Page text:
Standing in Wisdom’s Way

This is the text of the message I prepared for the people of God gathered as Morwell Uniting Church on Sunday 23rd September 2018.  It was a service at which Holy Communion was shared and my last service as minister of that congregation.

Proverbs 31:10-31; James 3:13-4:3, 7-8a

Today is a day of mixed emotion for me because it is my last Sunday in Morwell.  While I hope as many of you as can come to Newborough will do so next week, today is my final service in this building and the last time I will preside at Holy Communion in Gippsland.  I shall leave any profound words of parting until next week’s service, but I am pleased to say that today’s readings offer me some excellent words of wise departure.  So, yes there is mixed emotion: I am looking forward to the future (mine and yours), and I do get to teach from one of my favourite preaching passages Proverbs 31:10-31; but it is also time to say goodbye.

But before goodbye, and before Proverbs 31, let’s have a look at James as we have been doing all month.  Last week we read how Jacob commends the work of a teacher to only the bravest and surest of Christians, and how everybody who walks the Way of God must guard his or her speech, and in today’s reading from James 3:13-4:5 we read more about what the wise actually do with their wisdom.  When a wise person is found and is set aside as a teacher let that person model gentle wisdom; let him or her avoid and denounce arrogance and corrupted ambition, and let the congregation follow that example.  Jacob reminds us of what was written in James 1:6 that any one of us can and should ask God for whatever we need, confident in God’s grace to provide and confident because of God’s wisdom previously given that whatever we are asking after is good.  The evidence that a supposed answer to prayer really has come from the grace of God is that it displays the character of God – pure, peaceable, gentle and considerate, submitted and willing to yield, full of mercy, impartial, sincere and not hypocritical. Does that sound like the answers to your prayers?  Sometimes yes, sometimes no, more yes than no I hope.  But if not I urge you to keep pressing in because God is faithful and it’s okay that we are still learning that.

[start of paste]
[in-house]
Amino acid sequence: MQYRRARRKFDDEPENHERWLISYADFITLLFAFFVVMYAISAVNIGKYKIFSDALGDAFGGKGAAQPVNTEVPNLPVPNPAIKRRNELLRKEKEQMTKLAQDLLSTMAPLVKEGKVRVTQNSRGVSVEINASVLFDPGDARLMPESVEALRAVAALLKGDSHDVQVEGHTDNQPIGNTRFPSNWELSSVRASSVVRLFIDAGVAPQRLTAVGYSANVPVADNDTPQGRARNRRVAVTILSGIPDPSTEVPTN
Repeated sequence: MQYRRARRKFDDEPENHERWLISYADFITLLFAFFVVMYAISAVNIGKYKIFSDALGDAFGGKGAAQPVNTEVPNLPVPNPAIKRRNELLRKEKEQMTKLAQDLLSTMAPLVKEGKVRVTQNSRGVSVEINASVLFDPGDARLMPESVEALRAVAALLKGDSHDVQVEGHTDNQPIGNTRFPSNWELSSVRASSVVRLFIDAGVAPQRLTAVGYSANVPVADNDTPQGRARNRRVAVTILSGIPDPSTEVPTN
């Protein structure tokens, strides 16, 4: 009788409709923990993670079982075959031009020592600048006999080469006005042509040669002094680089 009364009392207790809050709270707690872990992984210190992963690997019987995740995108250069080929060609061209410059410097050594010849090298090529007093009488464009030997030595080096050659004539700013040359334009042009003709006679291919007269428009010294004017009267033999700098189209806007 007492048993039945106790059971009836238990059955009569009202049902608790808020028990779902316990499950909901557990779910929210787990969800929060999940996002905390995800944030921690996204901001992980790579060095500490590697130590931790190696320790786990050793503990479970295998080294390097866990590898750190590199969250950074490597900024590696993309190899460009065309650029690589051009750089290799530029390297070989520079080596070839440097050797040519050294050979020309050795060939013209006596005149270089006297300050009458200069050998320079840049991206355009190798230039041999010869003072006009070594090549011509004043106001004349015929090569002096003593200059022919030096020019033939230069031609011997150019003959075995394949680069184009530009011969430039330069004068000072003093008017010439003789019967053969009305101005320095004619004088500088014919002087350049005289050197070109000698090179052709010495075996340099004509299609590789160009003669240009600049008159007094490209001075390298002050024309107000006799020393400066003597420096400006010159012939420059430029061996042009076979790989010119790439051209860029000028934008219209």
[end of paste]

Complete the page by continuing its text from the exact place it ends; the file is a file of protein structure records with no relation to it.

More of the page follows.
One of the signs of the Kingdom of God, a sign that it has come and a sign that it is on its way, it peace.  God is not a deity of war, God is peace and God is love.  That is not to say that God cannot or does not fight, or that God did not strengthen the Hebrew, Israelite and Judahite armies back in the day, but the end of God’s engagement in battle is not empire or territory but peace and rest.  So, when Jacob writes in James 4:1-3 that war is caused by human ambition, the temptations of power and the accrual of stuff, then we know he is speaking with God’s wisdom.  When peace is brought about righteousness shall flourish amongst all people and especially amongst the peacemakers: where conflicts arise or remain these come from competitiveness and from self-seeking desires for something other than God.  Choose God or choose the world as your source of identity, says Jacob, because you cannot have both.  Jacob makes it very plain that to try to have the best of the world (stuff, power, honour) and the fullness of God is to engage in idolatry and adultery.  Indeed, the New American Standard Bible specifies adulteresses in James 4:4 and the Complete Jewish Bible says unfaithful wives in reference to Hebrew traditions that God is husband to Israel.

So, follow God.  Seek God, learn the wisdom of God, walk in the way of God, and live in a world where righteousness is rising, and peace is flooding.  To live otherwise is not only disobedient it is disrespectful, in fact it’s kind of slutty – male or female.